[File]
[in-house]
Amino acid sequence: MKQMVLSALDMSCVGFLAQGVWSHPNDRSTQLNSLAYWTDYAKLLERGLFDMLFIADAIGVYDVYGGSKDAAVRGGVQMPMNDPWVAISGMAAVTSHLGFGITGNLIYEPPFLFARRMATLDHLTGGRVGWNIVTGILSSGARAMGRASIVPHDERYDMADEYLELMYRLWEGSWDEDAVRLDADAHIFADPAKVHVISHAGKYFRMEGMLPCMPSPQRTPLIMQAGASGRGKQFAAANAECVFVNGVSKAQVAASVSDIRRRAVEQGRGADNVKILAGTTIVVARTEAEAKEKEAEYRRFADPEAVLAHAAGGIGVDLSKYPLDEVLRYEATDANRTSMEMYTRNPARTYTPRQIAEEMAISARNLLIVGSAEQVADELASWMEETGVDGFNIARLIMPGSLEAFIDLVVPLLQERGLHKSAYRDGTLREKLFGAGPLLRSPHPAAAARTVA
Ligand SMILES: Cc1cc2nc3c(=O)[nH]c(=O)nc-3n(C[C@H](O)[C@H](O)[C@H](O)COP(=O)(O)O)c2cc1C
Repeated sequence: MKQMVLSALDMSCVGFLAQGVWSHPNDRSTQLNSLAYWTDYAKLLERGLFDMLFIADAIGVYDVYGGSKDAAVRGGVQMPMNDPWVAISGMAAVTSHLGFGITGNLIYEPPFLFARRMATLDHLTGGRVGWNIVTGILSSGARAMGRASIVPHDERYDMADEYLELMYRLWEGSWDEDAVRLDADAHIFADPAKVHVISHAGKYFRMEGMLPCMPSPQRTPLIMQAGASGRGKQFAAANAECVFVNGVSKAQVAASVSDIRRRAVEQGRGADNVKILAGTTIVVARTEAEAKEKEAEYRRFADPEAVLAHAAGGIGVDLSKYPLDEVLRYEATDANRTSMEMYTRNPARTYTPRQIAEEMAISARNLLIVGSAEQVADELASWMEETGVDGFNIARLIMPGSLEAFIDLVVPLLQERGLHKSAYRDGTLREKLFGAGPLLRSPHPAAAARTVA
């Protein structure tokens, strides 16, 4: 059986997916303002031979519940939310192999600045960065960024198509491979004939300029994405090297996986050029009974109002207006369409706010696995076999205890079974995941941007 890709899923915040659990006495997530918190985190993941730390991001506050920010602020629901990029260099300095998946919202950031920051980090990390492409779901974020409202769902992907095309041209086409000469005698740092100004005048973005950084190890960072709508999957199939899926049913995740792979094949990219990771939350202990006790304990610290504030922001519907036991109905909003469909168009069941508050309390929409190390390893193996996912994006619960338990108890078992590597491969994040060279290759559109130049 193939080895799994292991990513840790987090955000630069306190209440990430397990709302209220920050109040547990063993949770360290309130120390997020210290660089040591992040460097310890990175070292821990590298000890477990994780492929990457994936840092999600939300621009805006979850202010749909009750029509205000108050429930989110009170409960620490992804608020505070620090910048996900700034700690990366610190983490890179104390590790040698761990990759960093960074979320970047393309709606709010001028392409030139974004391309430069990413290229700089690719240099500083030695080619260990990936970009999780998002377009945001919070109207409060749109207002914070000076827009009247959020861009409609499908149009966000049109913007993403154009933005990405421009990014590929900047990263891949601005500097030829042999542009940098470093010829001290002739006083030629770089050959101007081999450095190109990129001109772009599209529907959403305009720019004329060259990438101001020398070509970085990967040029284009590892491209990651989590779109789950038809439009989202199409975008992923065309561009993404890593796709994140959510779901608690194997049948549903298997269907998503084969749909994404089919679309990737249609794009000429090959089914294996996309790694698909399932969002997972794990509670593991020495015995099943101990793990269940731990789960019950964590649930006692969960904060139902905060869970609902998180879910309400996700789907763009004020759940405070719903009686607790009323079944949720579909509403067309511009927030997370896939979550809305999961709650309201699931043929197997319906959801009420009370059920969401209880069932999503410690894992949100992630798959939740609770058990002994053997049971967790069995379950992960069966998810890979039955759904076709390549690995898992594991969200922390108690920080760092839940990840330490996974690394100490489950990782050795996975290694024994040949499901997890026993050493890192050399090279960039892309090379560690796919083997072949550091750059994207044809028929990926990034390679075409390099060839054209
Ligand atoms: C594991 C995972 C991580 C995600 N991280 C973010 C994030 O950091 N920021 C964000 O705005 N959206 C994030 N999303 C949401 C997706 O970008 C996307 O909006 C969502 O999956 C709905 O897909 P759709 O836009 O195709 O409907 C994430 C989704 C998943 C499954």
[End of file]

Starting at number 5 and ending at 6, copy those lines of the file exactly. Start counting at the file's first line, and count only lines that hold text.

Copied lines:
């Protein structure tokens, strides 16, 4: 059986997916303002031979519940939310192999600045960065960024198509491979004939300029994405090297996986050029009974109002207006369409706010696995076999205890079974995941941007 890709899923915040659990006495997530918190985190993941730390991001506050920010602020629901990029260099300095998946919202950031920051980090990390492409779901974020409202769902992907095309041209086409000469005698740092100004005048973005950084190890960072709508999957199939899926049913995740792979094949990219990771939350202990006790304990610290504030922001519907036991109905909003469909168009069941508050309390929409190390390893193996996912994006619960338990108890078992590597491969994040060279290759559109130049 193939080895799994292991990513840790987090955000630069306190209440990430397990709302209220920050109040547990063993949770360290309130120390997020210290660089040591992040460097310890990175070292821990590298000890477990994780492929990457994936840092999600939300621009805006979850202010749909009750029509205000108050429930989110009170409960620490992804608020505070620090910048996900700034700690990366610190983490890179104390590790040698761990990759960093960074979320970047393309709606709010001028392409030139974004391309430069990413290229700089690719240099500083030695080619260990990936970009999780998002377009945001919070109207409060749109207002914070000076827009009247959020861009409609499908149009966000049109913007993403154009933005990405421009990014590929900047990263891949601005500097030829042999542009940098470093010829001290002739006083030629770089050959101007081999450095190109990129001109772009599209529907959403305009720019004329060259990438101001020398070509970085990967040029284009590892491209990651989590779109789950038809439009989202199409975008992923065309561009993404890593796709994140959510779901608690194997049948549903298997269907998503084969749909994404089919679309990737249609794009000429090959089914294996996309790694698909399932969002997972794990509670593991020495015995099943101990793990269940731990789960019950964590649930006692969960904060139902905060869970609902998180879910309400996700789907763009004020759940405070719903009686607790009323079944949720579909509403067309511009927030997370896939979550809305999961709650309201699931043929197997319906959801009420009370059920969401209880069932999503410690894992949100992630798959939740609770058990002994053997049971967790069995379950992960069966998810890979039955759904076709390549690995898992594991969200922390108690920080760092839940990840330490996974690394100490489950990782050795996975290694024994040949499901997890026993050493890192050399090279960039892309090379560690796919083997072949550091750059994207044809028929990926990034390679075409390099060839054209
Ligand atoms: C594991 C995972 C991580 C995600 N991280 C973010 C994030 O950091 N920021 C964000 O705005 N959206 C994030 N999303 C949401 C997706 O970008 C996307 O909006 C969502 O999956 C709905 O897909 P759709 O836009 O195709 O409907 C994430 C989704 C998943 C499954």